I finished BioShock last night.  I won’t spoil the game by revealing its secrets, but the ending was…a let down.

Don’t get me wrong: BioShock still has my strongest recommendation- I really enjoyed the game, and my rating is unchanged.  But endings are always hard, and it seems that the better an entertainment is, the harder it is to end well. 

This is true with computer games, books, movies…but I’d say that the art of “completion” is the most poorly developed with computer/video games.  In BioShock, I think what left me feeling deflated was the fact that, ultimately, the choices I made in the game really boiled down to just one thing having an impact on the ending.  Make that singular choice differently, and you get one of (basically) two endings.  Either your character becomes an evil SOB, or not, based on that choice.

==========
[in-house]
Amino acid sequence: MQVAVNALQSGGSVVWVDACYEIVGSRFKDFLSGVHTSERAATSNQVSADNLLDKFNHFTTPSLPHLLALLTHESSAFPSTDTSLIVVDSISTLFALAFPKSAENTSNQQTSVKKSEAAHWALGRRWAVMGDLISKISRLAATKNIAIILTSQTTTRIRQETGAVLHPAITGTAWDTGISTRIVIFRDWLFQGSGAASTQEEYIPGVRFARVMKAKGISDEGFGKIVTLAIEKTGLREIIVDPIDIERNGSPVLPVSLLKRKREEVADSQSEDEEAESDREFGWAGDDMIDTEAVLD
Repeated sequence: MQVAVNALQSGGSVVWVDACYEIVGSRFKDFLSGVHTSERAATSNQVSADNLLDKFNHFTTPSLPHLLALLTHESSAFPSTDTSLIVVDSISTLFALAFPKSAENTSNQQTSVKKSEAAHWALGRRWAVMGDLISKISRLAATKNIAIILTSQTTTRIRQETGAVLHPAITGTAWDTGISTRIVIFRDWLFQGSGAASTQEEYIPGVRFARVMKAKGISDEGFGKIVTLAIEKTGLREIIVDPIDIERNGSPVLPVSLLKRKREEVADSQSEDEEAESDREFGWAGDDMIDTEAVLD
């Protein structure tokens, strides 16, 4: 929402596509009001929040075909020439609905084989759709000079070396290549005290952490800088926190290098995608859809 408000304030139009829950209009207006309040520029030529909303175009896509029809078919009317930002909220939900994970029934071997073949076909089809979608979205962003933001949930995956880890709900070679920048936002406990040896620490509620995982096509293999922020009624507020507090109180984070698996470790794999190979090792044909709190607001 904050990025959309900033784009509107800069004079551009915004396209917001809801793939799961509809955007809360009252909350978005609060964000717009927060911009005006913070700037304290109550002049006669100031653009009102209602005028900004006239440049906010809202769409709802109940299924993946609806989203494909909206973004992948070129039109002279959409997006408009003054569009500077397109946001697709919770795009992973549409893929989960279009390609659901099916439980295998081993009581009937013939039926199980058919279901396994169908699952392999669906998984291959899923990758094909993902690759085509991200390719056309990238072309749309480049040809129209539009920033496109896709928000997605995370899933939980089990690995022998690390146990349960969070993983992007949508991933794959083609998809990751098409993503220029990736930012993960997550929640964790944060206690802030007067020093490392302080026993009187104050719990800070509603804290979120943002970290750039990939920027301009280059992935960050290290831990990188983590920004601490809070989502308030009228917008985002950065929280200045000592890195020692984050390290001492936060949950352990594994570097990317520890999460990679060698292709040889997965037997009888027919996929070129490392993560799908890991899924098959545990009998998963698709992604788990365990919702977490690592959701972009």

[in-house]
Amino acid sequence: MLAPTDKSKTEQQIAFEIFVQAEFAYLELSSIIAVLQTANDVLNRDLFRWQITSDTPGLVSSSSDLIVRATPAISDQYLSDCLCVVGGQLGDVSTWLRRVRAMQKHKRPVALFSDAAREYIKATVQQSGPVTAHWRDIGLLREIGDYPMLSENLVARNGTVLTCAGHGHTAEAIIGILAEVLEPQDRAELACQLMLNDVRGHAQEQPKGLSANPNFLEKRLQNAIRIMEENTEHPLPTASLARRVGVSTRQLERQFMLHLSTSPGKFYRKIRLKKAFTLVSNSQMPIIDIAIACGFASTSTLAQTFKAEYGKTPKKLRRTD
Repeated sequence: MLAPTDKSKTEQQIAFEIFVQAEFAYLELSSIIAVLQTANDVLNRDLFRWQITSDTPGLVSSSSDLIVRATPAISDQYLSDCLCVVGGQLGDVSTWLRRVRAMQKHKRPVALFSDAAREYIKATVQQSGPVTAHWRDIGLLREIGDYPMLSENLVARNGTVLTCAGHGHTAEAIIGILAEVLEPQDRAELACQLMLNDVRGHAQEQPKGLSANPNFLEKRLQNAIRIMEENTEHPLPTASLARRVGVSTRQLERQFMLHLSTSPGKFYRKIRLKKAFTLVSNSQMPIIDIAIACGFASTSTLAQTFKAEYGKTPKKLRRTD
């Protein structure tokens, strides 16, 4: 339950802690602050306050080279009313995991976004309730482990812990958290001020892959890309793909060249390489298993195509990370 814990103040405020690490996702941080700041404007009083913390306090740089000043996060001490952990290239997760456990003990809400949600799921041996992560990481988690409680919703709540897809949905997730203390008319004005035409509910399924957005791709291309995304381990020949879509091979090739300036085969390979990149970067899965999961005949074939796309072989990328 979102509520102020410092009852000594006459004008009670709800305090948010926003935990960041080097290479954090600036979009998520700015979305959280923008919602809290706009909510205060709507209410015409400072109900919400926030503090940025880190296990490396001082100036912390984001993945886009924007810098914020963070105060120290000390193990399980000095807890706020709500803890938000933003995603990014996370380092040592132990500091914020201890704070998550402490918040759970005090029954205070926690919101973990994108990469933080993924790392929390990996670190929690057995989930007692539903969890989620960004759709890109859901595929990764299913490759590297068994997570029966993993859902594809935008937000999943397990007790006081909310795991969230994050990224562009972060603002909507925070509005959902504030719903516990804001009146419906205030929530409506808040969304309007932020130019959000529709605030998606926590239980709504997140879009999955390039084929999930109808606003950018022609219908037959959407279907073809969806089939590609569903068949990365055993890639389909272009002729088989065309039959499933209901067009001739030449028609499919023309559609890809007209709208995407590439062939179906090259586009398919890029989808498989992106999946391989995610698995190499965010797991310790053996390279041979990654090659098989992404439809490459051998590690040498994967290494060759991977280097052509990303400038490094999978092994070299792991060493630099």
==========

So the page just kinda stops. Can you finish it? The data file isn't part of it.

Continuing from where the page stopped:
So, BioShock’s graphics and sound were great, the gameplay fantastically well realized, the narrative stunningly well done for a computer game- this was true right through until the ending credits.  What undid the ending for me was being given the sense that the choices I made would make a difference to the story, then discovering that those differences were, in fact, very constrained. 

Could a game this tightly written have given more variability in the ending?  Made my choices as a character have more meaning?  Would that have really made the ending more satisfying?  I’m not sure.  But it is an interesting challenge for game developers.

[tags]BioShock, take2games, game design, endings[/tags]

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